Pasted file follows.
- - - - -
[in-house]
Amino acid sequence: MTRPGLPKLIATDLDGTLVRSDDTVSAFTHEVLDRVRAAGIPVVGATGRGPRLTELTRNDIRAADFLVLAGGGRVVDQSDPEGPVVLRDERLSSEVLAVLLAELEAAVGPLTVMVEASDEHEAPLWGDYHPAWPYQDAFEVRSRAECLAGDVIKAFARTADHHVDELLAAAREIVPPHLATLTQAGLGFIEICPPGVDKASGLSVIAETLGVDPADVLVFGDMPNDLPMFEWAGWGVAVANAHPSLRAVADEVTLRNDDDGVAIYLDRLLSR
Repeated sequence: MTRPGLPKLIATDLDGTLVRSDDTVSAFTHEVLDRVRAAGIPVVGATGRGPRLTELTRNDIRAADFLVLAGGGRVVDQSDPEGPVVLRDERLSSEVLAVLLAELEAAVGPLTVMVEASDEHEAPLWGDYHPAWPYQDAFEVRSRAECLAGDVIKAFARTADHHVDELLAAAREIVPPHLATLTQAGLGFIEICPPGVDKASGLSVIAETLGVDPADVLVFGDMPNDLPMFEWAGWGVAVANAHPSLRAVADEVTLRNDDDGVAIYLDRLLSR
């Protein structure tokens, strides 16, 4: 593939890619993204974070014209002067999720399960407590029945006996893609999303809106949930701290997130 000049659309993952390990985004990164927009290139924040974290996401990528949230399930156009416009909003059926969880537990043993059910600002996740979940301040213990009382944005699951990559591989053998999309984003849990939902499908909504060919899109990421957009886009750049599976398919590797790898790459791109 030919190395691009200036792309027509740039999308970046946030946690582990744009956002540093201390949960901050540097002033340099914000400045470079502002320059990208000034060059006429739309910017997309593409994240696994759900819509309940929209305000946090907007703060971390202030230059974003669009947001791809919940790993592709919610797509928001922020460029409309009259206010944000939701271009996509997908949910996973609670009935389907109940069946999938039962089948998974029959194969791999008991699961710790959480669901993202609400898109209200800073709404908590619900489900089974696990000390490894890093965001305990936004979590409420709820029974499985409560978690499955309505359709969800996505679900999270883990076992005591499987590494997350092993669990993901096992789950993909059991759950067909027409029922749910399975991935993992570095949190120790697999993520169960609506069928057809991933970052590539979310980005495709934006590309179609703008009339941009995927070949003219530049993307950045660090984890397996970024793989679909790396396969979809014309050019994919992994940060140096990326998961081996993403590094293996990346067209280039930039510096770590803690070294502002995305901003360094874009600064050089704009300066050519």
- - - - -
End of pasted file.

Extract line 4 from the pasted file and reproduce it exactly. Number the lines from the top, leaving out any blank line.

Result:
């Protein structure tokens, strides 16, 4: 593939890619993204974070014209002067999720399960407590029945006996893609999303809106949930701290997130 000049659309993952390990985004990164927009290139924040974290996401990528949230399930156009416009909003059926969880537990043993059910600002996740979940301040213990009382944005699951990559591989053998999309984003849990939902499908909504060919899109990421957009886009750049599976398919590797790898790459791109 030919190395691009200036792309027509740039999308970046946030946690582990744009956002540093201390949960901050540097002033340099914000400045470079502002320059990208000034060059006429739309910017997309593409994240696994759900819509309940929209305000946090907007703060971390202030230059974003669009947001791809919940790993592709919610797509928001922020460029409309009259206010944000939701271009996509997908949910996973609670009935389907109940069946999938039962089948998974029959194969791999008991699961710790959480669901993202609400898109209200800073709404908590619900489900089974696990000390490894890093965001305990936004979590409420709820029974499985409560978690499955309505359709969800996505679900999270883990076992005591499987590494997350092993669990993901096992789950993909059991759950067909027409029922749910399975991935993992570095949190120790697999993520169960609506069928057809991933970052590539979310980005495709934006590309179609703008009339941009995927070949003219530049993307950045660090984890397996970024793989679909790396396969979809014309050019994919992994940060140096990326998961081996993403590094293996990346067209280039930039510096770590803690070294502002995305901003360094874009600064050089704009300066050519």